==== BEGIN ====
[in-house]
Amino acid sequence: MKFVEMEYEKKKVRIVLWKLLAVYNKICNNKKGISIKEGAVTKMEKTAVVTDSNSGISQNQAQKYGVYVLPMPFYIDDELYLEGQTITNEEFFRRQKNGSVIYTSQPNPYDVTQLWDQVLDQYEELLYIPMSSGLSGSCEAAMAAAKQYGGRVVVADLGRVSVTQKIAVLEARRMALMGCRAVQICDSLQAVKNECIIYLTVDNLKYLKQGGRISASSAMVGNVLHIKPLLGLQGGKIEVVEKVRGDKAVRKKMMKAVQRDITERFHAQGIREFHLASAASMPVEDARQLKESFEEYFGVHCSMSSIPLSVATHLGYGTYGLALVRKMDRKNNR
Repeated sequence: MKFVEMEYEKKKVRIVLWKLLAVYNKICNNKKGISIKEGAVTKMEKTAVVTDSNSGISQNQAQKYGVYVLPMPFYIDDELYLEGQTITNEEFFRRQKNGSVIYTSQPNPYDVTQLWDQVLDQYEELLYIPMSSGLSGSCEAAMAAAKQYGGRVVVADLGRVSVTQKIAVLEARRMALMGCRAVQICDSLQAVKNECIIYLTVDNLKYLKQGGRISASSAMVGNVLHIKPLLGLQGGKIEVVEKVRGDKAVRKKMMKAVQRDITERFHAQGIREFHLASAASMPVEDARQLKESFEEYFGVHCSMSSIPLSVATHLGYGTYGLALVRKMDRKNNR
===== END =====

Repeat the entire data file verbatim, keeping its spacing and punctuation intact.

[in-house]
Amino acid sequence: MKFVEMEYEKKKVRIVLWKLLAVYNKICNNKKGISIKEGAVTKMEKTAVVTDSNSGISQNQAQKYGVYVLPMPFYIDDELYLEGQTITNEEFFRRQKNGSVIYTSQPNPYDVTQLWDQVLDQYEELLYIPMSSGLSGSCEAAMAAAKQYGGRVVVADLGRVSVTQKIAVLEARRMALMGCRAVQICDSLQAVKNECIIYLTVDNLKYLKQGGRISASSAMVGNVLHIKPLLGLQGGKIEVVEKVRGDKAVRKKMMKAVQRDITERFHAQGIREFHLASAASMPVEDARQLKESFEEYFGVHCSMSSIPLSVATHLGYGTYGLALVRKMDRKNNR
Repeated sequence: MKFVEMEYEKKKVRIVLWKLLAVYNKICNNKKGISIKEGAVTKMEKTAVVTDSNSGISQNQAQKYGVYVLPMPFYIDDELYLEGQTITNEEFFRRQKNGSVIYTSQPNPYDVTQLWDQVLDQYEELLYIPMSSGLSGSCEAAMAAAKQYGGRVVVADLGRVSVTQKIAVLEARRMALMGCRAVQICDSLQAVKNECIIYLTVDNLKYLKQGGRISASSAMVGNVLHIKPLLGLQGGKIEVVEKVRGDKAVRKKMMKAVQRDITERFHAQGIREFHLASAASMPVEDARQLKESFEEYFGVHCSMSSIPLSVATHLGYGTYGLALVRKMDRKNNR